A pilot study has proved that Vitamin D deficiency can be remedied by regular UV light treatment
(lifePR) (Veldhoven, )During the winter months, when the UV rays are not sufficient to stimulate vitamin D production in the human skin as the sunlight is too dim, the human body can suffer from an acute vitamin D deficiency. For older, frailer people who, throughout the year, spend little time outside and are not able to spend time in the sunshine, the risk of suffering from a vitamin D deficiency is particularly acute. A shortage of the "sunshine vitamin" can lead to osteoporosis, frequent falls, and often fatal bone fractures as well as infections and autoimmune diseases. Treatment with vitamin D supplements is a common method used to counter a vitamin D deficiency.
Another method has been found, in a pilot study by Dutch scientists, to be at least as effective as supplements and is cheaper: The treatment of eight patients in a nursing home, who were suffering from low levels of vitamin D, with UV light - once a week, over a period of eight weeks - raised their vitamin D levels to almost the scientifically recommended minimum level.
"The results of the study indicate that vitamin D deficiency can be effectively remedied and prevented through regular, on-going treatment with UV light," said Victor Chel from the medical faculty of the University of Amsterdam, which was responsible for the study. In addition, Chel went on to explain that this treatment was less expensive than the administration of vitamin D supplements and was useful in cases where the patient is already taking several kinds of medication, which is often the case with older people who, as they suffer from multiple illnesses, are restricted in terms of the drugs they are able to take.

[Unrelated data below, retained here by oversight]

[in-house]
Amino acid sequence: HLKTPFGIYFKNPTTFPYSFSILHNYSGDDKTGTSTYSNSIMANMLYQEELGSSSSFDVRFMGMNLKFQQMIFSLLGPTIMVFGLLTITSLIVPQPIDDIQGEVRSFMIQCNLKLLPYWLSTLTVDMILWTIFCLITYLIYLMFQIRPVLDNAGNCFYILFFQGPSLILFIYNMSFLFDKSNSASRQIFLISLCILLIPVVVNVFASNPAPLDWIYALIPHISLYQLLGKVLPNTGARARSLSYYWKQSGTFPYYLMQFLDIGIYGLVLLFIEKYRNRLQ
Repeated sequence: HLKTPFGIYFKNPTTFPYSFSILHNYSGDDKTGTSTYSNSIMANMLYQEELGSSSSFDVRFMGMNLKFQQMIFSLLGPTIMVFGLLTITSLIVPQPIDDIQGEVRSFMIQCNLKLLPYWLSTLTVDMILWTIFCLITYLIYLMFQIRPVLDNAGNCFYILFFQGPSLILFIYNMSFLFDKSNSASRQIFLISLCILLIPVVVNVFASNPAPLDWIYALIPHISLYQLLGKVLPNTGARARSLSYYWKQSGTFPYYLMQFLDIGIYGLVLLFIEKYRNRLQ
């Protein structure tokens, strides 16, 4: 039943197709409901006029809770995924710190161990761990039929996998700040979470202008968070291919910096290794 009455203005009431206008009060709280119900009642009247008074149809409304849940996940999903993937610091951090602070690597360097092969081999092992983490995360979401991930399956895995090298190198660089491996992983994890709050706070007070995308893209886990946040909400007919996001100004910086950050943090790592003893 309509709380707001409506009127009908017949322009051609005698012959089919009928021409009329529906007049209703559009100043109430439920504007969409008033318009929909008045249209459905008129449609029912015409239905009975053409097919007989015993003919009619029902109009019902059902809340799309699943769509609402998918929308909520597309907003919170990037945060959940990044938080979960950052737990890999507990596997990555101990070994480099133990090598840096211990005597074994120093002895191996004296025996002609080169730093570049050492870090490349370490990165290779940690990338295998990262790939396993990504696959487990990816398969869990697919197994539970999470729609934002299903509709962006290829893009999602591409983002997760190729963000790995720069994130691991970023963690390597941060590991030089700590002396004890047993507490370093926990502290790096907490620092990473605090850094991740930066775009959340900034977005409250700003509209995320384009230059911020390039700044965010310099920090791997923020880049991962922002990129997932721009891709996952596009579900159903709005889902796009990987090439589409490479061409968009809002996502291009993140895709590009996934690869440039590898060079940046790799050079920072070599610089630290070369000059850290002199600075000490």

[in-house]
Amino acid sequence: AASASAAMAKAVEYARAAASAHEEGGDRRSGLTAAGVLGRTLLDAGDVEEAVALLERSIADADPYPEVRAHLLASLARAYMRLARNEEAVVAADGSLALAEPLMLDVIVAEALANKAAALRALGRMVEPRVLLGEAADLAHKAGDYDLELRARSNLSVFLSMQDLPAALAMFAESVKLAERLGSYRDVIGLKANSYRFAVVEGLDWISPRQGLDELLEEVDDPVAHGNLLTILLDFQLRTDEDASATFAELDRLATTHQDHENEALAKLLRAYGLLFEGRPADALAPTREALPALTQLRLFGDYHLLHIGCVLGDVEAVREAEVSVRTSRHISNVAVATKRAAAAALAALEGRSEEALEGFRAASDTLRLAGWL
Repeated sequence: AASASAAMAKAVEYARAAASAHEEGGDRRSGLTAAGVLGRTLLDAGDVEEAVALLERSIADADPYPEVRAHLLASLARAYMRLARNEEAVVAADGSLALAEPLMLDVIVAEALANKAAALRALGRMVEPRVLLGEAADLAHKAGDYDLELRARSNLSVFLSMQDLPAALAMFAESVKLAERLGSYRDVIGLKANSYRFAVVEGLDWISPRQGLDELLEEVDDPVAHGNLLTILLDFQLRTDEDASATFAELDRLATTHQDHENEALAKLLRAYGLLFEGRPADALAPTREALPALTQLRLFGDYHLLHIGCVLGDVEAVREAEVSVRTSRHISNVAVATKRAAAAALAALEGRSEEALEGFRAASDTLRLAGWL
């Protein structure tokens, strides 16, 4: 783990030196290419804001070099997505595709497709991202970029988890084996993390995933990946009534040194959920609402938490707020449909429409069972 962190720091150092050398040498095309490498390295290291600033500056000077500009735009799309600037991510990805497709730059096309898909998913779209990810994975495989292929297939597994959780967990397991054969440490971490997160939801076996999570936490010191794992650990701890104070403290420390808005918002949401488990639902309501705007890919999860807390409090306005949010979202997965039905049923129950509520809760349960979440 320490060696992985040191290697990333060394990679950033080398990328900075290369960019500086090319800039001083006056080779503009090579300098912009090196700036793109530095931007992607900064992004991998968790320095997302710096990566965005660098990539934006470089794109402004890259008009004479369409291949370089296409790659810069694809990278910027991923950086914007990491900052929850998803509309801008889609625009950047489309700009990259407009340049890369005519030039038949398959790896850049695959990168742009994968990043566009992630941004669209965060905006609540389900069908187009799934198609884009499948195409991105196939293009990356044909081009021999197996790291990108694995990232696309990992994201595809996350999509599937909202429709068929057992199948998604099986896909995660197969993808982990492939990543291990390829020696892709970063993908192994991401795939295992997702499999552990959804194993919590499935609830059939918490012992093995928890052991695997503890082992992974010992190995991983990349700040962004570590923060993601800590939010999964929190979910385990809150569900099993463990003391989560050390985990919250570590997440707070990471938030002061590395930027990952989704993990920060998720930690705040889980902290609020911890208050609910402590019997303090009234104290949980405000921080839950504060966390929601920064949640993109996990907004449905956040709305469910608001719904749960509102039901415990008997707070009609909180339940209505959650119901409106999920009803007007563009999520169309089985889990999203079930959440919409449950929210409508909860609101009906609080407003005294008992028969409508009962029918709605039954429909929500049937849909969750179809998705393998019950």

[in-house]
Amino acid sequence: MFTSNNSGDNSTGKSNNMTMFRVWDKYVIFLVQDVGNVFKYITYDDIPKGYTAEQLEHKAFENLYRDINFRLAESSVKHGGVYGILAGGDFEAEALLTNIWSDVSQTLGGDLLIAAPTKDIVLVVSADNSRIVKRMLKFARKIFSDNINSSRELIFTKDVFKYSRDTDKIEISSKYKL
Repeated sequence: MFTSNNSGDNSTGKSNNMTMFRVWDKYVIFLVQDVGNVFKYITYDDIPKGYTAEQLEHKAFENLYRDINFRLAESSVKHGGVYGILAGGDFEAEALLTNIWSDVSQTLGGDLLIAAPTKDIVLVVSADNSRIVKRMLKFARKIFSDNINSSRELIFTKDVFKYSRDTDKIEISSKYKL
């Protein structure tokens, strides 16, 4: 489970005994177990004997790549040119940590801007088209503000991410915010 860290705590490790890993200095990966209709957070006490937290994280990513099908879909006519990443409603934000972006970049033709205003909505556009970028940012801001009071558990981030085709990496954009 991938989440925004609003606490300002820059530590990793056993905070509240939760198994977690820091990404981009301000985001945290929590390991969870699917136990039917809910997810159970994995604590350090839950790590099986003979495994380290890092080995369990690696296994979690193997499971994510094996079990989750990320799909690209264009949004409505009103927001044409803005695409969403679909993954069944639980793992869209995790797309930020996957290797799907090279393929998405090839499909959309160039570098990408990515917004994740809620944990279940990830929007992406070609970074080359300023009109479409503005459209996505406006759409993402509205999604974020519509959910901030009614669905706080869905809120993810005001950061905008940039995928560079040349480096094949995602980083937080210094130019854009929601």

For the pilot study eight patients in a nursing home with an average age of 79 - the age range was 71-87 years of age- were used as subjects. All subjects had their vitamin D levels measured at the beginning of the study, and were found to have an average of 28.5 nano-moles per litre of blood (nmol/L) which is considerably below the deficiency threshold of 50 nmol/L. Over an eight-week period the subjects were exposed to UV light using lamps with a UVB intensity of 0.5 MED (minimal erythema dose) once a week. Following the study, the subjects' vitamin D levels averaged 46.5 nmol/L. An average level of 50 nmol/L of vitamin D is scientifically considered to be a sufficient level for the positive effects of the vitamin to begin to be observed. 70-100 nmol/L are the optimal levels. Vitamin D production is stimulated by UV radiation with 90 percent of it being produced in the skin.
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